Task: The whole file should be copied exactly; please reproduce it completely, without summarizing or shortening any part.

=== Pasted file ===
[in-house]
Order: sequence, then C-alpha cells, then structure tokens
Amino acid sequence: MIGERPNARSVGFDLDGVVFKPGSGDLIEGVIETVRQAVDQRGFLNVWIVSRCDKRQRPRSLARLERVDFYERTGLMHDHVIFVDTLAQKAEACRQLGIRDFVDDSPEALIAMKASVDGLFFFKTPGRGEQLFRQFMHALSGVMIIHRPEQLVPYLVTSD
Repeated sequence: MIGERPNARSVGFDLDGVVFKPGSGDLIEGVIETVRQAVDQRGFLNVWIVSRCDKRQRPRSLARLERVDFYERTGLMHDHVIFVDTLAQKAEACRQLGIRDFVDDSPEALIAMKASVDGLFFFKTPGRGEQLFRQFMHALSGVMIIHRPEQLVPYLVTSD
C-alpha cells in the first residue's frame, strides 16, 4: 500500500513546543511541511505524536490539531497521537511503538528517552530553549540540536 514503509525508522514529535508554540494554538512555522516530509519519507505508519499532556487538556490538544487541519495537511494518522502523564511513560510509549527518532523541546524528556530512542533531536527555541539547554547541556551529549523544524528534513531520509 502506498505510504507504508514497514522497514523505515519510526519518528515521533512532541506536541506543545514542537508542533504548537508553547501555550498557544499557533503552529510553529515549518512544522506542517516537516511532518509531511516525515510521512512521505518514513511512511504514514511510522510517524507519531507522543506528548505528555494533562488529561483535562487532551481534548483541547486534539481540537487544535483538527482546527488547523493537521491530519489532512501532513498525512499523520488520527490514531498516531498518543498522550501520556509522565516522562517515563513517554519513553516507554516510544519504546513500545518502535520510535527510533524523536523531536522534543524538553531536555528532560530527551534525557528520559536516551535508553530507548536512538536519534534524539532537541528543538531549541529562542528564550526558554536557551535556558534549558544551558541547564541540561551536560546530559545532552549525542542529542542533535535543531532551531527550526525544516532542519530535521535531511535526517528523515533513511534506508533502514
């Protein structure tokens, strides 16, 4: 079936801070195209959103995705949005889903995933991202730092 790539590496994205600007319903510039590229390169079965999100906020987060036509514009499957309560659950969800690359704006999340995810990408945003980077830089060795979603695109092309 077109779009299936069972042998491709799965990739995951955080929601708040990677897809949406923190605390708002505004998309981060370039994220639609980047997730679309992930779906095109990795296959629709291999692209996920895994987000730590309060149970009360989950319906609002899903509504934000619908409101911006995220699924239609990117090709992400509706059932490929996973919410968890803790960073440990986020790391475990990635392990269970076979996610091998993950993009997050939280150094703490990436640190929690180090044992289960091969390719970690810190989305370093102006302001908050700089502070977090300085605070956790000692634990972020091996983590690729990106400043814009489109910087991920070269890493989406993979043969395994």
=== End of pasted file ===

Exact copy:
[in-house]
Order: sequence, then C-alpha cells, then structure tokens
Amino acid sequence: MIGERPNARSVGFDLDGVVFKPGSGDLIEGVIETVRQAVDQRGFLNVWIVSRCDKRQRPRSLARLERVDFYERTGLMHDHVIFVDTLAQKAEACRQLGIRDFVDDSPEALIAMKASVDGLFFFKTPGRGEQLFRQFMHALSGVMIIHRPEQLVPYLVTSD
Repeated sequence: MIGERPNARSVGFDLDGVVFKPGSGDLIEGVIETVRQAVDQRGFLNVWIVSRCDKRQRPRSLARLERVDFYERTGLMHDHVIFVDTLAQKAEACRQLGIRDFVDDSPEALIAMKASVDGLFFFKTPGRGEQLFRQFMHALSGVMIIHRPEQLVPYLVTSD
C-alpha cells in the first residue's frame, strides 16, 4: 500500500513546543511541511505524536490539531497521537511503538528517552530553549540540536 514503509525508522514529535508554540494554538512555522516530509519519507505508519499532556487538556490538544487541519495537511494518522502523564511513560510509549527518532523541546524528556530512542533531536527555541539547554547541556551529549523544524528534513531520509 502506498505510504507504508514497514522497514523505515519510526519518528515521533512532541506536541506543545514542537508542533504548537508553547501555550498557544499557533503552529510553529515549518512544522506542517516537516511532518509531511516525515510521512512521505518514513511512511504514514511510522510517524507519531507522543506528548505528555494533562488529561483535562487532551481534548483541547486534539481540537487544535483538527482546527488547523493537521491530519489532512501532513498525512499523520488520527490514531498516531498518543498522550501520556509522565516522562517515563513517554519513553516507554516510544519504546513500545518502535520510535527510533524523536523531536522534543524538553531536555528532560530527551534525557528520559536516551535508553530507548536512538536519534534524539532537541528543538531549541529562542528564550526558554536557551535556558534549558544551558541547564541540561551536560546530559545532552549525542542529542542533535535543531532551531527550526525544516532542519530535521535531511535526517528523515533513511534506508533502514
């Protein structure tokens, strides 16, 4: 079936801070195209959103995705949005889903995933991202730092 790539590496994205600007319903510039590229390169079965999100906020987060036509514009499957309560659950969800690359704006999340995810990408945003980077830089060795979603695109092309 077109779009299936069972042998491709799965990739995951955080929601708040990677897809949406923190605390708002505004998309981060370039994220639609980047997730679309992930779906095109990795296959629709291999692209996920895994987000730590309060149970009360989950319906609002899903509504934000619908409101911006995220699924239609990117090709992400509706059932490929996973919410968890803790960073440990986020790391475990990635392990269970076979996610091998993950993009997050939280150094703490990436640190929690180090044992289960091969390719970690810190989305370093102006302001908050700089502070977090300085605070956790000692634990972020091996983590690729990106400043814009489109910087991920070269890493989406993979043969395994």